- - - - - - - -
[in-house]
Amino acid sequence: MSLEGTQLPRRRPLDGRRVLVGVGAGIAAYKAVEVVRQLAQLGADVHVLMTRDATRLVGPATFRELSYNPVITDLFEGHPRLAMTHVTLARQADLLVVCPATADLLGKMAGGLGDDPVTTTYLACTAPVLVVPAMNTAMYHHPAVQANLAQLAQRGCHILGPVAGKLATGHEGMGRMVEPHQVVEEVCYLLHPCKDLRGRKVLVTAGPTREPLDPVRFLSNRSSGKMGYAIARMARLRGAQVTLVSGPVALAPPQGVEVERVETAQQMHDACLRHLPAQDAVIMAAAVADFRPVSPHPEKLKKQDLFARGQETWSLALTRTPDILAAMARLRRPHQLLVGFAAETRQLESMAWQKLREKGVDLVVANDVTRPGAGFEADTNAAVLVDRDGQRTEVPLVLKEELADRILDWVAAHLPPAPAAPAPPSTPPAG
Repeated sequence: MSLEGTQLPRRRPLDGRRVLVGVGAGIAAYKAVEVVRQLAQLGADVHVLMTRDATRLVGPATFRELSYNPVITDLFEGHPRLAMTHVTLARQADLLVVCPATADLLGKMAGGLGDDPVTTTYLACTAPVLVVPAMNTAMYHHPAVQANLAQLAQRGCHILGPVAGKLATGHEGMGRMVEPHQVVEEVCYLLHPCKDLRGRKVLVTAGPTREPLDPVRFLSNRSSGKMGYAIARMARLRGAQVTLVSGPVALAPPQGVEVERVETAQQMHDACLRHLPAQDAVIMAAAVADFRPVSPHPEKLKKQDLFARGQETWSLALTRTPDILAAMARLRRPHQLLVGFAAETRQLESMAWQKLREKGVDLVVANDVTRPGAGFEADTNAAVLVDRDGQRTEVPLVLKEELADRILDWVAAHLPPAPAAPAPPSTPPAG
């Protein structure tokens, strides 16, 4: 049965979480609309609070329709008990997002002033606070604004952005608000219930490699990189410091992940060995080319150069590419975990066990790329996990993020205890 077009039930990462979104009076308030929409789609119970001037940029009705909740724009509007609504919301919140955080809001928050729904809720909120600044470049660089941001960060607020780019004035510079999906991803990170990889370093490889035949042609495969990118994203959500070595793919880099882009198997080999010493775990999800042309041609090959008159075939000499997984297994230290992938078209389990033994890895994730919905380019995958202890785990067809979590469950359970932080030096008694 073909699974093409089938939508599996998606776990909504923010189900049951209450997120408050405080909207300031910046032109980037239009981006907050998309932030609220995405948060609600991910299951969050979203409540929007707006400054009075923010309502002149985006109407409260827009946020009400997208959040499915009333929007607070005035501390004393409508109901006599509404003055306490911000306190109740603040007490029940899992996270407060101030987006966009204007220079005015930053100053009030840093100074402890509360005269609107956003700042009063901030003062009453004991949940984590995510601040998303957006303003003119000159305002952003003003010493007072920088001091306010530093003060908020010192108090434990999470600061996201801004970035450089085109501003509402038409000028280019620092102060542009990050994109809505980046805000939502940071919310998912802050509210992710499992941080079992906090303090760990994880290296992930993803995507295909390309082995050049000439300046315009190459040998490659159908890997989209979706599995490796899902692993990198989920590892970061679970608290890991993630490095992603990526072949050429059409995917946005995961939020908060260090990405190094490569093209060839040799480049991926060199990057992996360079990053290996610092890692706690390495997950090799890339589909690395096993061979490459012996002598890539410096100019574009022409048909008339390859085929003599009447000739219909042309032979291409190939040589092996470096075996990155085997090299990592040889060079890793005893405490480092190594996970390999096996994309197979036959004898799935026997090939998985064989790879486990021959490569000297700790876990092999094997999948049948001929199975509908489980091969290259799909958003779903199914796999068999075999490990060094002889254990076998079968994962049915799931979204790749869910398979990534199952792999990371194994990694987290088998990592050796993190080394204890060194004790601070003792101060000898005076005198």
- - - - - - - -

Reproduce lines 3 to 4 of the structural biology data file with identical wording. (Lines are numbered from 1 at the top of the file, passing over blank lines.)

Repeated sequence: MSLEGTQLPRRRPLDGRRVLVGVGAGIAAYKAVEVVRQLAQLGADVHVLMTRDATRLVGPATFRELSYNPVITDLFEGHPRLAMTHVTLARQADLLVVCPATADLLGKMAGGLGDDPVTTTYLACTAPVLVVPAMNTAMYHHPAVQANLAQLAQRGCHILGPVAGKLATGHEGMGRMVEPHQVVEEVCYLLHPCKDLRGRKVLVTAGPTREPLDPVRFLSNRSSGKMGYAIARMARLRGAQVTLVSGPVALAPPQGVEVERVETAQQMHDACLRHLPAQDAVIMAAAVADFRPVSPHPEKLKKQDLFARGQETWSLALTRTPDILAAMARLRRPHQLLVGFAAETRQLESMAWQKLREKGVDLVVANDVTRPGAGFEADTNAAVLVDRDGQRTEVPLVLKEELADRILDWVAAHLPPAPAAPAPPSTPPAG
């Protein structure tokens, strides 16, 4: 049965979480609309609070329709008990997002002033606070604004952005608000219930490699990189410091992940060995080319150069590419975990066990790329996990993020205890 077009039930990462979104009076308030929409789609119970001037940029009705909740724009509007609504919301919140955080809001928050729904809720909120600044470049660089941001960060607020780019004035510079999906991803990170990889370093490889035949042609495969990118994203959500070595793919880099882009198997080999010493775990999800042309041609090959008159075939000499997984297994230290992938078209389990033994890895994730919905380019995958202890785990067809979590469950359970932080030096008694 073909699974093409089938939508599996998606776990909504923010189900049951209450997120408050405080909207300031910046032109980037239009981006907050998309932030609220995405948060609600991910299951969050979203409540929007707006400054009075923010309502002149985006109407409260827009946020009400997208959040499915009333929007607070005035501390004393409508109901006599509404003055306490911000306190109740603040007490029940899992996270407060101030987006966009204007220079005015930053100053009030840093100074402890509360005269609107956003700042009063901030003062009453004991949940984590995510601040998303957006303003003119000159305002952003003003010493007072920088001091306010530093003060908020010192108090434990999470600061996201801004970035450089085109501003509402038409000028280019620092102060542009990050994109809505980046805000939502940071919310998912802050509210992710499992941080079992906090303090760990994880290296992930993803995507295909390309082995050049000439300046315009190459040998490659159908890997989209979706599995490796899902692993990198989920590892970061679970608290890991993630490095992603990526072949050429059409995917946005995961939020908060260090990405190094490569093209060839040799480049991926060199990057992996360079990053290996610092890692706690390495997950090799890339589909690395096993061979490459012996002598890539410096100019574009022409048909008339390859085929003599009447000739219909042309032979291409190939040589092996470096075996990155085997090299990592040889060079890793005893405490480092190594996970390999096996994309197979036959004898799935026997090939998985064989790879486990021959490569000297700790876990092999094997999948049948001929199975509908489980091969290259799909958003779903199914796999068999075999490990060094002889254990076998079968994962049915799931979204790749869910398979990534199952792999990371194994990694987290088998990592050796993190080394204890060194004790601070003792101060000898005076005198």